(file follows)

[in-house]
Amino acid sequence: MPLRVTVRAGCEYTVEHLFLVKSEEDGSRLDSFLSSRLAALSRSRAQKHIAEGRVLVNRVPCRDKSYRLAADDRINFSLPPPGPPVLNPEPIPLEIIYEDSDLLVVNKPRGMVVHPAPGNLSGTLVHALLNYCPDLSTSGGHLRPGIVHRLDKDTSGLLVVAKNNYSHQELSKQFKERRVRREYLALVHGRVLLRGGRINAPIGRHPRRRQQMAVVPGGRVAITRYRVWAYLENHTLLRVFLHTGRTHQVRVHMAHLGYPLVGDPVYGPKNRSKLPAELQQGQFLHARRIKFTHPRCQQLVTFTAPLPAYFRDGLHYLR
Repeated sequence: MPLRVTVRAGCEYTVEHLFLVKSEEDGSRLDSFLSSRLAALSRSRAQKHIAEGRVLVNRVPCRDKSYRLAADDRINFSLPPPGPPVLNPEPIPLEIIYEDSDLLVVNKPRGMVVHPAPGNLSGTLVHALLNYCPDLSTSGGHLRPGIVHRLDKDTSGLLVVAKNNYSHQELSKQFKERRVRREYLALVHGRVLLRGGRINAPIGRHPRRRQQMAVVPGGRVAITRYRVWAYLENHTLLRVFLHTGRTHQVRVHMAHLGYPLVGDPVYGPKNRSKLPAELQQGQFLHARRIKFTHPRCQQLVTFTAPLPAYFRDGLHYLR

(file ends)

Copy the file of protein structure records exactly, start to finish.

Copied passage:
[in-house]
Amino acid sequence: MPLRVTVRAGCEYTVEHLFLVKSEEDGSRLDSFLSSRLAALSRSRAQKHIAEGRVLVNRVPCRDKSYRLAADDRINFSLPPPGPPVLNPEPIPLEIIYEDSDLLVVNKPRGMVVHPAPGNLSGTLVHALLNYCPDLSTSGGHLRPGIVHRLDKDTSGLLVVAKNNYSHQELSKQFKERRVRREYLALVHGRVLLRGGRINAPIGRHPRRRQQMAVVPGGRVAITRYRVWAYLENHTLLRVFLHTGRTHQVRVHMAHLGYPLVGDPVYGPKNRSKLPAELQQGQFLHARRIKFTHPRCQQLVTFTAPLPAYFRDGLHYLR
Repeated sequence: MPLRVTVRAGCEYTVEHLFLVKSEEDGSRLDSFLSSRLAALSRSRAQKHIAEGRVLVNRVPCRDKSYRLAADDRINFSLPPPGPPVLNPEPIPLEIIYEDSDLLVVNKPRGMVVHPAPGNLSGTLVHALLNYCPDLSTSGGHLRPGIVHRLDKDTSGLLVVAKNNYSHQELSKQFKERRVRREYLALVHGRVLLRGGRINAPIGRHPRRRQQMAVVPGGRVAITRYRVWAYLENHTLLRVFLHTGRTHQVRVHMAHLGYPLVGDPVYGPKNRSKLPAELQQGQFLHARRIKFTHPRCQQLVTFTAPLPAYFRDGLHYLR